Swedish Dads consists of 45 photographs captured through the lenses of Swedish documentary photographer Johan Bavman. A father of two sons, Bavman came to realise the responsibility and burden of childcare and wishes to speak through his exhibit that when it comes to parenting, men should also be sharing the load.
"I am trying to capture situations among fathers where it is also about their unpaid work at home," Bavman said at his exhibition at Galleri Kontrast in Stockholm. "It's not only about childcare but also about understanding the hard work that a lot of women have been doing for decades. Parenting is a full-time job. It's something that women have always been taken for granted. It's something women have never been recognised for."
The exhibition -- a photo essay of sorts -- is a portrait of dads who choose to stay at home with their child for at least six months. It is designed to describe the background to Sweden's parental leave welfare and also to inspire other fathers not just in Sweden but also around the globe to be there with their little ones in the early days of infancy.
"The question of parental leave is a question for a better society in the future to have more gender equality," he added. "Kids would get the sense of having a present father. Fathers are a role model to the kids. Growing up from a boy to a man, there are a lot of questions going on. I want to be that dad that they could come to, seeking answers for those questions. And I want to express to them that it's OK to come to me even though they are afraid or terrified. Come to me instead of someone else."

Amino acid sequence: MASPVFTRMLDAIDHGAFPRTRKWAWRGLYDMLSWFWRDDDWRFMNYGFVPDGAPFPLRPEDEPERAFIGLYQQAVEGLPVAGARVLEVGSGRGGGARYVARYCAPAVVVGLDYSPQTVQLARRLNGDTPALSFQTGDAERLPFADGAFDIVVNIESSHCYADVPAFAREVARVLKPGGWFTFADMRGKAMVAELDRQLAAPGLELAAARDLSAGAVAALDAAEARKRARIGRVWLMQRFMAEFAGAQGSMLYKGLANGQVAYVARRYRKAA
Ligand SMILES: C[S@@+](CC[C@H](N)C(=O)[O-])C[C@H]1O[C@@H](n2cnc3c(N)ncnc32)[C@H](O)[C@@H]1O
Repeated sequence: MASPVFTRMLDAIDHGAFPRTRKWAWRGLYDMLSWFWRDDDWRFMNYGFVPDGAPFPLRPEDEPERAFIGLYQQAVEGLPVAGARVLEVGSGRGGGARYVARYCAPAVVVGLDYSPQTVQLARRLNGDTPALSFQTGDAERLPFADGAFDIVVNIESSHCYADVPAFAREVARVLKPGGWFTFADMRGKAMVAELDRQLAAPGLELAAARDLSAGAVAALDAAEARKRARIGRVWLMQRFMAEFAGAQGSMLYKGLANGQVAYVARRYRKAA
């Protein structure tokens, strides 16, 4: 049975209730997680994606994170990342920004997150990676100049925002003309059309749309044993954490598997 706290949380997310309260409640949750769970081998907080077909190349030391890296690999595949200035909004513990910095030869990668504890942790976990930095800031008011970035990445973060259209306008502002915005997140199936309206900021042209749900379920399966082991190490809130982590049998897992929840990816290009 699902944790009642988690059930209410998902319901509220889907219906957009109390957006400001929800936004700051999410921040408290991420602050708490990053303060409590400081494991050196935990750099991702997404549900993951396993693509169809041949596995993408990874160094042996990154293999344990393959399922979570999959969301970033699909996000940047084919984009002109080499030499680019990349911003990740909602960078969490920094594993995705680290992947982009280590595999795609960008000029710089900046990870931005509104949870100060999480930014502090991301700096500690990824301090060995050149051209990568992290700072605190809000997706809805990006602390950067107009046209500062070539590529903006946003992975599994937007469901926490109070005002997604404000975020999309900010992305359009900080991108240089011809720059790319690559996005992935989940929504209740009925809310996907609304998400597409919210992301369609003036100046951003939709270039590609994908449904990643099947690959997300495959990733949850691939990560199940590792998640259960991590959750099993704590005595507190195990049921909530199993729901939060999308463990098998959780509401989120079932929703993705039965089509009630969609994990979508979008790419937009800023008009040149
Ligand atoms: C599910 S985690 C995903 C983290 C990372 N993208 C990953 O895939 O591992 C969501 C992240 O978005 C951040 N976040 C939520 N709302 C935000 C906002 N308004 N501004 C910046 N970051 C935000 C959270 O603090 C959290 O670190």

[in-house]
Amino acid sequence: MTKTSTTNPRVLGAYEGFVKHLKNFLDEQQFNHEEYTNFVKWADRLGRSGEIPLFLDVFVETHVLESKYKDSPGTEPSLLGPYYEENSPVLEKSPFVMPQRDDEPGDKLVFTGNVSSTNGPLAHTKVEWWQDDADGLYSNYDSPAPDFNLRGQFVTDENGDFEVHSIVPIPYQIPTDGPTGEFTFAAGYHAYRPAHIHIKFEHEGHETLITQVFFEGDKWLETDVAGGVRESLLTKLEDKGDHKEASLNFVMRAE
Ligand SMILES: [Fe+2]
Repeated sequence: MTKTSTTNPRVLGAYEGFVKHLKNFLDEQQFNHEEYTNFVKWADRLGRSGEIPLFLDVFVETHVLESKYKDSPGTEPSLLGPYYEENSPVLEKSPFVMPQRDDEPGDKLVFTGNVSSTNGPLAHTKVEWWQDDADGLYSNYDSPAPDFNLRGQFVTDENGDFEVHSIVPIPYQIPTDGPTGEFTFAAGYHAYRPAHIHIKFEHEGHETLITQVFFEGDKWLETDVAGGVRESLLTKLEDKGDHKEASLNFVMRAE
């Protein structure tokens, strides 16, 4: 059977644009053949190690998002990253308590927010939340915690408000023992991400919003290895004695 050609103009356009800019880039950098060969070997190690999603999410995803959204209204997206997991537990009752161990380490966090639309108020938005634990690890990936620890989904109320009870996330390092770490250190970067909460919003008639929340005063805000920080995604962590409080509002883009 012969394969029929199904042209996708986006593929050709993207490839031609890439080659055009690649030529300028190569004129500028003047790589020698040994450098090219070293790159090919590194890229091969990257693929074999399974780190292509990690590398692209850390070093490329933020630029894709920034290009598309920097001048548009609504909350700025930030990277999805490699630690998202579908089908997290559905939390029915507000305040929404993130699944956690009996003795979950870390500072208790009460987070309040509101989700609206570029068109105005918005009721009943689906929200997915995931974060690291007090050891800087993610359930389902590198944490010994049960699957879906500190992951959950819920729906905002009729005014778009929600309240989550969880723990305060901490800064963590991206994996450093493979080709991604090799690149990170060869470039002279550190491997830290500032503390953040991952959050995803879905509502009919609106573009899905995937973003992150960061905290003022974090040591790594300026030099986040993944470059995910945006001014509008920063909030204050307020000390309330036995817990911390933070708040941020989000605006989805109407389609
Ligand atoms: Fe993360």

According to the artist, the photos are also to break the commercialised images of beautiful, happy lives of fathers playing on the swings with kids and so forth.
"For me, being with my kids and fully responsible for them was something else. It's really hard work. So the exhibition exposes laughter and frustration combining into this piece of happiness in a way. That's something I want to tell the wider audience what impact it would mean for you, for your child and for your relationship if you stay at home and share the load to get better understanding for your wife."
Bavman's Swedish Dads has been touring 24 countries so far including Romania, Uganda, the United States, Vietnam, Germany, Switzerland and China.